Archive for the 'Amazon Web Services' Category

TileCache: Two announcements

Posted in Amazon Web Services, Locality and Space, TileCache on December 22nd, 2007 at 17:57:51

TileCache 2.0 has been released. From the announcement:

TileCache 2.0 is a major change in that way that the code works internally: rather than one large module each for layers, services, and caches, these are now split up into individual files.

The benefit that this offers is large: it allows for much easier customization of TileCache layer classes, with support for dropping your own custom modules into your TileCache config for either Layers or Caches. Additionally, it makes support for new services simpler.

One of the new layer types is an ArcXML layer, and one of the new Service types is support for MGMaps, a mobile mapping client available on many different mobile phones. One of the things that’s *not* mentioned in the relase is that TileCache now has limited support for KML SuperOverlays, allowing you to use browse your worldwide dataset in Google Earth. (A handy thing to have, if you ask me.)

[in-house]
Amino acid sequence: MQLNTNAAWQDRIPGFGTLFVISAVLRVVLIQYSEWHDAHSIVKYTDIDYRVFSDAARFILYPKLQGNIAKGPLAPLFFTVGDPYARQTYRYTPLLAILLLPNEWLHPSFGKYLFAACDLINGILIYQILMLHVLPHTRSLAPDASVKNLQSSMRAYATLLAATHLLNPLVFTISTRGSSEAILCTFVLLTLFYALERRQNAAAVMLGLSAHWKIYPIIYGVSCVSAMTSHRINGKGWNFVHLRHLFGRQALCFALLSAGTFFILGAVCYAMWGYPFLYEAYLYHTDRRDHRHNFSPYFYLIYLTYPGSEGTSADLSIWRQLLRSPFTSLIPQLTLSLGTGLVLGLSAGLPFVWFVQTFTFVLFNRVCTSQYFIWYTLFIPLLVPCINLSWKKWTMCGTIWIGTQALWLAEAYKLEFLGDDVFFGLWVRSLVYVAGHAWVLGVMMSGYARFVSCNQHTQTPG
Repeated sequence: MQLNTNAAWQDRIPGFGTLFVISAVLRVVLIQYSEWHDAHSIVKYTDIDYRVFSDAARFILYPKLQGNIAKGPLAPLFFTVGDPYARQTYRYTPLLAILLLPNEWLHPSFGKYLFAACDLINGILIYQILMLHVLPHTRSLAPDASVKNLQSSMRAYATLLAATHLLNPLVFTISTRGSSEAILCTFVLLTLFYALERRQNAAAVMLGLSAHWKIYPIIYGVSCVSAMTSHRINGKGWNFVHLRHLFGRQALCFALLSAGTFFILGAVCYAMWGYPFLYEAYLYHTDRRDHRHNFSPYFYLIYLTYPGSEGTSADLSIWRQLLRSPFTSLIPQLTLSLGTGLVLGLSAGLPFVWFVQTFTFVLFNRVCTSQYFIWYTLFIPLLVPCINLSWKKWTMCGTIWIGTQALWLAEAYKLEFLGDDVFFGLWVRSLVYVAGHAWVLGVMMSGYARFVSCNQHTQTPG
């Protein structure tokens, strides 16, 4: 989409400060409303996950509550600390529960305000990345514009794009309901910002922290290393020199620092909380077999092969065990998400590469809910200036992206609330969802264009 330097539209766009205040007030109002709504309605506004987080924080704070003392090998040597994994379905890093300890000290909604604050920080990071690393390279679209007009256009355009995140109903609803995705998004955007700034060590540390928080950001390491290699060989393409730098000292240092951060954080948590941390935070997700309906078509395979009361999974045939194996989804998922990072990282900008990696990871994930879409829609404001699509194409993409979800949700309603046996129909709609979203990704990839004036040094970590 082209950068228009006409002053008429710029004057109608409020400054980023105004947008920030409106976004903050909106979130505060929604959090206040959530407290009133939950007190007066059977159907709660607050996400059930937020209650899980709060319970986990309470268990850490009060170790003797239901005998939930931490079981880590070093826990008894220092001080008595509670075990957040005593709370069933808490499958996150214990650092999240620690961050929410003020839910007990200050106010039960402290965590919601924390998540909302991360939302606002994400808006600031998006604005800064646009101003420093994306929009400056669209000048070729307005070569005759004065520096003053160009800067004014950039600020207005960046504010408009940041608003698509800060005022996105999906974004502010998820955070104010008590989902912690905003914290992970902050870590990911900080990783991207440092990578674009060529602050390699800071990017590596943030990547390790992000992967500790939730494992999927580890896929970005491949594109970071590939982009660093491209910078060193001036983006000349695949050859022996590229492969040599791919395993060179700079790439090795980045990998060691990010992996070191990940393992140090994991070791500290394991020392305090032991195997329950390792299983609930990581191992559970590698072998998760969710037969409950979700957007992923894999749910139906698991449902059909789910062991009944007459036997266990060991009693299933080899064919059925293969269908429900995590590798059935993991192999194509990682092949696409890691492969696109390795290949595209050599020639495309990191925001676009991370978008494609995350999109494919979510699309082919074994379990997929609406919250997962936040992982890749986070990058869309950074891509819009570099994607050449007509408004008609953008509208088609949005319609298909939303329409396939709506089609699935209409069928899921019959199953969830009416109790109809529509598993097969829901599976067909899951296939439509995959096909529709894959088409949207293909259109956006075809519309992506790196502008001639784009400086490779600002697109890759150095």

Second announcement: TileCache in SVN now has support for storing tiles in Amazon Web Services S3 — simply tweak your tilecache.cfg, and enter:

[cache]
type=AWSS3
access_key=your_access_key
secret_access_key=your_secret_access_key

save the file, and you’ll be caching in S3.

(Also, in development, I have accrued a total of 4 cents of cost — but all of those are rounded up numbers, I’m nowhere near actually having to pay any ‘real’ money yet on any of their four metrics.)

Included as part of the Cache layer is a handy set of management tools for your S3 cache:

Usage: AWSS3.py [options] action
    action is one of:
      list_locks
      count_tiles
      show_tiles
      delete <object_key> or <list>,<of>,<keys>
      delete_tiles

Options:
  -h, --help  show this help message and exit
  -z ZOOM     zoom level for count_tiles (requires layer name)
  -l LAYER    layer name for count_tiles
  -k KEY      access key for S3
  -s SECRET   secret access key for S3

There’s probably a lot more that should be done with regard to the S3 cache layer, but for users for whom outsourcing data management is an acceptable cost, you now have the ability to use S3 more easily.

Enjoy!